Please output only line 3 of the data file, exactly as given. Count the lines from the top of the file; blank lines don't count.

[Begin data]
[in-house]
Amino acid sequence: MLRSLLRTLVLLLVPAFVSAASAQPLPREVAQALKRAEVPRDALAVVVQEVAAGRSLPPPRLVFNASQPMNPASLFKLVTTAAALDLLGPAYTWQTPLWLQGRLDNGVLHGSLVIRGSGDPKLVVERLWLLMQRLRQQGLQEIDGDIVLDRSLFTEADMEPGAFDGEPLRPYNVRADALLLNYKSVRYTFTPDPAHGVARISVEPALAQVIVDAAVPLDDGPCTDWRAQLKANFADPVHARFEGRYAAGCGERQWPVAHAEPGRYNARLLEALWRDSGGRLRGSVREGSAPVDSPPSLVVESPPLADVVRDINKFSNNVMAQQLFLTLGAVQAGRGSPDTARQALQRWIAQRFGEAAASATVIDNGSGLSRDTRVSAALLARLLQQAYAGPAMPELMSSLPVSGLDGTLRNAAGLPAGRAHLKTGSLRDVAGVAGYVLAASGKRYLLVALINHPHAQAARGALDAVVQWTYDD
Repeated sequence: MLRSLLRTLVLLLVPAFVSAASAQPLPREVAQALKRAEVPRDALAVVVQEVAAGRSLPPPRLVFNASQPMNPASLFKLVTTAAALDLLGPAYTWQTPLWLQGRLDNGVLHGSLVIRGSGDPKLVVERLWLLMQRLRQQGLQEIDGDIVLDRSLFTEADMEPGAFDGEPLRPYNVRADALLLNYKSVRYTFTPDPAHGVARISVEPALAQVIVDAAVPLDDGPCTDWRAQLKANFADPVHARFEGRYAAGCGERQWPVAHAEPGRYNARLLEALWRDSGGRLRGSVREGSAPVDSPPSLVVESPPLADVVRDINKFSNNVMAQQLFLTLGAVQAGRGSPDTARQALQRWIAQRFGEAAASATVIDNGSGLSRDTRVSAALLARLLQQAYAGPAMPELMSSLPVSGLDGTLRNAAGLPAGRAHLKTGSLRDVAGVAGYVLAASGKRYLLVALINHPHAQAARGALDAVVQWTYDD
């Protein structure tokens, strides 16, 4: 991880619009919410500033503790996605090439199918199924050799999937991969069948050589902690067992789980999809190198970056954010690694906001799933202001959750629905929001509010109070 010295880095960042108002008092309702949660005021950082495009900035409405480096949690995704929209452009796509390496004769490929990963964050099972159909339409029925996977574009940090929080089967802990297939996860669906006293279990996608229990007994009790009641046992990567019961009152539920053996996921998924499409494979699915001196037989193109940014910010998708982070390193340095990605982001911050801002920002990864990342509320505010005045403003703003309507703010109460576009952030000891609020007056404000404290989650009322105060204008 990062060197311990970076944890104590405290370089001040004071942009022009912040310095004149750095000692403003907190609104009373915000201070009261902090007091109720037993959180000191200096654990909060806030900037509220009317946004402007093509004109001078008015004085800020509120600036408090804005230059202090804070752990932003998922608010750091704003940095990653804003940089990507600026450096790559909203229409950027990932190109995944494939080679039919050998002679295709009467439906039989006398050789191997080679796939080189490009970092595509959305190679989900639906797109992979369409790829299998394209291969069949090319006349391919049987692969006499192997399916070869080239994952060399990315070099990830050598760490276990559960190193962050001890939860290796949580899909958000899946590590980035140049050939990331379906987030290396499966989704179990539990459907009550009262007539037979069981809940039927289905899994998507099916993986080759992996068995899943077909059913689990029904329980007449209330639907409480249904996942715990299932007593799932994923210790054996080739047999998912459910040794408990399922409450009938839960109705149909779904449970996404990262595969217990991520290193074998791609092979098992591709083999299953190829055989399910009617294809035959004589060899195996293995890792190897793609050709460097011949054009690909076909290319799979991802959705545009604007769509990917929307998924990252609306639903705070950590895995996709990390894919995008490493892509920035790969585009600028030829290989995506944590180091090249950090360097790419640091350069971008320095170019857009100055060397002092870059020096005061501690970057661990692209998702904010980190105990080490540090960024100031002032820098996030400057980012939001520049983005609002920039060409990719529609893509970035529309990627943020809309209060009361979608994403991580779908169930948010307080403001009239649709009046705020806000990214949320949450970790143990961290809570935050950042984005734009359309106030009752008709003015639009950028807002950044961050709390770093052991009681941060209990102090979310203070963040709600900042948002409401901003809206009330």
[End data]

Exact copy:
Repeated sequence: MLRSLLRTLVLLLVPAFVSAASAQPLPREVAQALKRAEVPRDALAVVVQEVAAGRSLPPPRLVFNASQPMNPASLFKLVTTAAALDLLGPAYTWQTPLWLQGRLDNGVLHGSLVIRGSGDPKLVVERLWLLMQRLRQQGLQEIDGDIVLDRSLFTEADMEPGAFDGEPLRPYNVRADALLLNYKSVRYTFTPDPAHGVARISVEPALAQVIVDAAVPLDDGPCTDWRAQLKANFADPVHARFEGRYAAGCGERQWPVAHAEPGRYNARLLEALWRDSGGRLRGSVREGSAPVDSPPSLVVESPPLADVVRDINKFSNNVMAQQLFLTLGAVQAGRGSPDTARQALQRWIAQRFGEAAASATVIDNGSGLSRDTRVSAALLARLLQQAYAGPAMPELMSSLPVSGLDGTLRNAAGLPAGRAHLKTGSLRDVAGVAGYVLAASGKRYLLVALINHPHAQAARGALDAVVQWTYDD